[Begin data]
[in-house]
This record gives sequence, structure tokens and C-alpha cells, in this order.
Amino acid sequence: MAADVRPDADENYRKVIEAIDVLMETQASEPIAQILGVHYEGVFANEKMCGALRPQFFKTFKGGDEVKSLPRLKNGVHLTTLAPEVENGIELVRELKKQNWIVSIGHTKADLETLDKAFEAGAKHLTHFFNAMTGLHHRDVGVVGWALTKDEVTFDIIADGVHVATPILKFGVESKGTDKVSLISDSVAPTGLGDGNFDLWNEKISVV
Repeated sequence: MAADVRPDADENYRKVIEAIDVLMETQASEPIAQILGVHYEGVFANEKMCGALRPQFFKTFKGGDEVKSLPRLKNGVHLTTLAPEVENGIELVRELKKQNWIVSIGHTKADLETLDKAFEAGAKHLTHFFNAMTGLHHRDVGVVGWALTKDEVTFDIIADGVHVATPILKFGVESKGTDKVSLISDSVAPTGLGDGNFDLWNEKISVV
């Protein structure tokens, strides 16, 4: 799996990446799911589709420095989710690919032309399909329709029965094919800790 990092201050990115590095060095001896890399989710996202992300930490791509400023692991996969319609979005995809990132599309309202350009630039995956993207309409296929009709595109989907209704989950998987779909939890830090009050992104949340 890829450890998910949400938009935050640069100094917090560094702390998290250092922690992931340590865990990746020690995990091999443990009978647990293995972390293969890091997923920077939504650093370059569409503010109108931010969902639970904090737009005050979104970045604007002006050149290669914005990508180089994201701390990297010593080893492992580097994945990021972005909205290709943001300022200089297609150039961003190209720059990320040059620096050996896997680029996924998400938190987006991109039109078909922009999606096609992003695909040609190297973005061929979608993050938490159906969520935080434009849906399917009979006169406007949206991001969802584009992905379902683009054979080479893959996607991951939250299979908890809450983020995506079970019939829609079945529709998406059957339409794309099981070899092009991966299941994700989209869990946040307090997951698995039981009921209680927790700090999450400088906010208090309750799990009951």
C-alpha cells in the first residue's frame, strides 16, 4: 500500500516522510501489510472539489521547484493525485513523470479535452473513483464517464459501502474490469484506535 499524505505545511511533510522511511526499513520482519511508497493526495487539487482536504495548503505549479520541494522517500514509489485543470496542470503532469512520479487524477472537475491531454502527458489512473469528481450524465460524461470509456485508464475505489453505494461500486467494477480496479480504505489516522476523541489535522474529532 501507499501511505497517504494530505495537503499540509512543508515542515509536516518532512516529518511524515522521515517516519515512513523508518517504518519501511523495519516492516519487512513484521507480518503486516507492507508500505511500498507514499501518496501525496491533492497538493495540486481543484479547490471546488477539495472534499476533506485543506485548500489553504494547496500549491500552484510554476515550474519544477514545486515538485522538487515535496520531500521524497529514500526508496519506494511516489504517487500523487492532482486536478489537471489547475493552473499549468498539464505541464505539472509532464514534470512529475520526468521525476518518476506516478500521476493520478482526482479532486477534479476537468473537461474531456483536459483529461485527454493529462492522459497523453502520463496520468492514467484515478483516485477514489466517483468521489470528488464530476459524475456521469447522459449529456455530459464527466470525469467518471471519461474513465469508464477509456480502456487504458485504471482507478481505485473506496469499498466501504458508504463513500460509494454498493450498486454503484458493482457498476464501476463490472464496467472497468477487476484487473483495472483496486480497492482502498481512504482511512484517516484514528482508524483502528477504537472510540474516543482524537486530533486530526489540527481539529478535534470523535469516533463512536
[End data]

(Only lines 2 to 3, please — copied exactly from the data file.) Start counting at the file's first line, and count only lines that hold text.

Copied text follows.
This record gives sequence, structure tokens and C-alpha cells, in this order.
Amino acid sequence: MAADVRPDADENYRKVIEAIDVLMETQASEPIAQILGVHYEGVFANEKMCGALRPQFFKTFKGGDEVKSLPRLKNGVHLTTLAPEVENGIELVRELKKQNWIVSIGHTKADLETLDKAFEAGAKHLTHFFNAMTGLHHRDVGVVGWALTKDEVTFDIIADGVHVATPILKFGVESKGTDKVSLISDSVAPTGLGDGNFDLWNEKISVV